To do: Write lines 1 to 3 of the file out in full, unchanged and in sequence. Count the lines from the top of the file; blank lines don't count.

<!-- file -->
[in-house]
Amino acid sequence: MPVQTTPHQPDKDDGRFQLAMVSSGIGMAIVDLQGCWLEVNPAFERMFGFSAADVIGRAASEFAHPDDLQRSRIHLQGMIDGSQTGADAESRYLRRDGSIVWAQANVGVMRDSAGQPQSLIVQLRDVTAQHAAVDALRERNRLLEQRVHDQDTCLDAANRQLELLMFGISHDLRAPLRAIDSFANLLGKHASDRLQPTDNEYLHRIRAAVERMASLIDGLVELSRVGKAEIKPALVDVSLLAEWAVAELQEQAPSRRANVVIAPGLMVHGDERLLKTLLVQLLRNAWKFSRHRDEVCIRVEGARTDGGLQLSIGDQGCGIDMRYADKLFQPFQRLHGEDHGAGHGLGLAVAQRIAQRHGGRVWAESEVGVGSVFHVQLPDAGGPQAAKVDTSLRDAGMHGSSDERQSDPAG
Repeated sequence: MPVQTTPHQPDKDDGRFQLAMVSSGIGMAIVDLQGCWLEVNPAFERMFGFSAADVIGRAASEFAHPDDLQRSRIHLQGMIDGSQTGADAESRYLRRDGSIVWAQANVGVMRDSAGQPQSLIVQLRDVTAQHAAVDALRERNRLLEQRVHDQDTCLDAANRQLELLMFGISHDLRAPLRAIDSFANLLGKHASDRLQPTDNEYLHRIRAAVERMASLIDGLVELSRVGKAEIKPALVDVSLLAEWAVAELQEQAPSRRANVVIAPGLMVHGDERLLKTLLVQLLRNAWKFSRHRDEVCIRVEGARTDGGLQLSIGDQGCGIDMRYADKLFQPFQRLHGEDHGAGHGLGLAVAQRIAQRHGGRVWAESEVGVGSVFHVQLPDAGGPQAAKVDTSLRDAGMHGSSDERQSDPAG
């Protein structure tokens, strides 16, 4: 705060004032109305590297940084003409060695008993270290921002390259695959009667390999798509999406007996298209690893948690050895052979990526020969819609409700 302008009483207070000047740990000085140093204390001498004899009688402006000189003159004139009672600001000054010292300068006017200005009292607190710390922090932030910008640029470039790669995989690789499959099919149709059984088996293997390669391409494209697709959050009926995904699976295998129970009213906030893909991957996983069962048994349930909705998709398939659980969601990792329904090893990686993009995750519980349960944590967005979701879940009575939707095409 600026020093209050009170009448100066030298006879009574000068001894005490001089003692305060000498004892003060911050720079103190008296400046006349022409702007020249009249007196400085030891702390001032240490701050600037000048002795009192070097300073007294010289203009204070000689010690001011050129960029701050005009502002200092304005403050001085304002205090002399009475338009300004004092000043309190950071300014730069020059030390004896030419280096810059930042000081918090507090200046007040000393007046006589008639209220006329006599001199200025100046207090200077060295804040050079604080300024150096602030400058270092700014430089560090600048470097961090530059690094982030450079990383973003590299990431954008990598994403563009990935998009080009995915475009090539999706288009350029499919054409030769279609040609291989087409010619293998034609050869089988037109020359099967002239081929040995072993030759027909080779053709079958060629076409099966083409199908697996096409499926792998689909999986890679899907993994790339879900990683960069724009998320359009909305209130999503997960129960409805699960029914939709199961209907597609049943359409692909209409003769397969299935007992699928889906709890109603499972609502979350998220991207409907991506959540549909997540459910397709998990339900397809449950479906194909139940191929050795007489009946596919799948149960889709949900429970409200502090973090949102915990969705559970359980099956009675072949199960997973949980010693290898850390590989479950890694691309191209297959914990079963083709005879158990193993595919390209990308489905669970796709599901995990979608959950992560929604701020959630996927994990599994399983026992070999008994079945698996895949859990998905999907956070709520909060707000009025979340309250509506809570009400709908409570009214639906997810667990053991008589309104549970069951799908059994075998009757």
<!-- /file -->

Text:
[in-house]
Amino acid sequence: MPVQTTPHQPDKDDGRFQLAMVSSGIGMAIVDLQGCWLEVNPAFERMFGFSAADVIGRAASEFAHPDDLQRSRIHLQGMIDGSQTGADAESRYLRRDGSIVWAQANVGVMRDSAGQPQSLIVQLRDVTAQHAAVDALRERNRLLEQRVHDQDTCLDAANRQLELLMFGISHDLRAPLRAIDSFANLLGKHASDRLQPTDNEYLHRIRAAVERMASLIDGLVELSRVGKAEIKPALVDVSLLAEWAVAELQEQAPSRRANVVIAPGLMVHGDERLLKTLLVQLLRNAWKFSRHRDEVCIRVEGARTDGGLQLSIGDQGCGIDMRYADKLFQPFQRLHGEDHGAGHGLGLAVAQRIAQRHGGRVWAESEVGVGSVFHVQLPDAGGPQAAKVDTSLRDAGMHGSSDERQSDPAG
Repeated sequence: MPVQTTPHQPDKDDGRFQLAMVSSGIGMAIVDLQGCWLEVNPAFERMFGFSAADVIGRAASEFAHPDDLQRSRIHLQGMIDGSQTGADAESRYLRRDGSIVWAQANVGVMRDSAGQPQSLIVQLRDVTAQHAAVDALRERNRLLEQRVHDQDTCLDAANRQLELLMFGISHDLRAPLRAIDSFANLLGKHASDRLQPTDNEYLHRIRAAVERMASLIDGLVELSRVGKAEIKPALVDVSLLAEWAVAELQEQAPSRRANVVIAPGLMVHGDERLLKTLLVQLLRNAWKFSRHRDEVCIRVEGARTDGGLQLSIGDQGCGIDMRYADKLFQPFQRLHGEDHGAGHGLGLAVAQRIAQRHGGRVWAESEVGVGSVFHVQLPDAGGPQAAKVDTSLRDAGMHGSSDERQSDPAG